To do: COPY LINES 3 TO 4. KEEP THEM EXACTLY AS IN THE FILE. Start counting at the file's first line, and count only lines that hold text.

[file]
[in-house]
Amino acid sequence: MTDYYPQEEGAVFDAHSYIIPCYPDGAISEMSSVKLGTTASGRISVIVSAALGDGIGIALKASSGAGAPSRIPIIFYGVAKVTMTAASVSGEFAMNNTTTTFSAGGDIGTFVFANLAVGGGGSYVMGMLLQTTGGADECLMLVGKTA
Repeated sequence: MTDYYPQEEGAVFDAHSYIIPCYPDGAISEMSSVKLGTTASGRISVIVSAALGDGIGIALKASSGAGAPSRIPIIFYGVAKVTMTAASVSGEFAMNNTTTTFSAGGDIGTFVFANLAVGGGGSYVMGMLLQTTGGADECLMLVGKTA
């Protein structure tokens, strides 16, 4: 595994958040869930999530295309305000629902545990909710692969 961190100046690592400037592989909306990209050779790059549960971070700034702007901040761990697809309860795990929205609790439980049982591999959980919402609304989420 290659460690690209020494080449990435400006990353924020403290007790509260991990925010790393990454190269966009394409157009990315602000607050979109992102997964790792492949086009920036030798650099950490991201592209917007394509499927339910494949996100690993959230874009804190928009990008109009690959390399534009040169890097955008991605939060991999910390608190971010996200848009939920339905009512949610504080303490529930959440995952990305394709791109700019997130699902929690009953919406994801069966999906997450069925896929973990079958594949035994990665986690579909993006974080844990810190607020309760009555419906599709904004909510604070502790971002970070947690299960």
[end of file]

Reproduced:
Repeated sequence: MTDYYPQEEGAVFDAHSYIIPCYPDGAISEMSSVKLGTTASGRISVIVSAALGDGIGIALKASSGAGAPSRIPIIFYGVAKVTMTAASVSGEFAMNNTTTTFSAGGDIGTFVFANLAVGGGGSYVMGMLLQTTGGADECLMLVGKTA
């Protein structure tokens, strides 16, 4: 595994958040869930999530295309305000629902545990909710692969 961190100046690592400037592989909306990209050779790059549960971070700034702007901040761990697809309860795990929205609790439980049982591999959980919402609304989420 290659460690690209020494080449990435400006990353924020403290007790509260991990925010790393990454190269966009394409157009990315602000607050979109992102997964790792492949086009920036030798650099950490991201592209917007394509499927339910494949996100690993959230874009804190928009990008109009690959390399534009040169890097955008991605939060991999910390608190971010996200848009939920339905009512949610504080303490529930959440995952990305394709791109700019997130699902929690009953919406994801069966999906997450069925896929973990079958594949035994990665986690579909993006974080844990810190607020309760009555419906599709904004909510604070502790971002970070947690299960």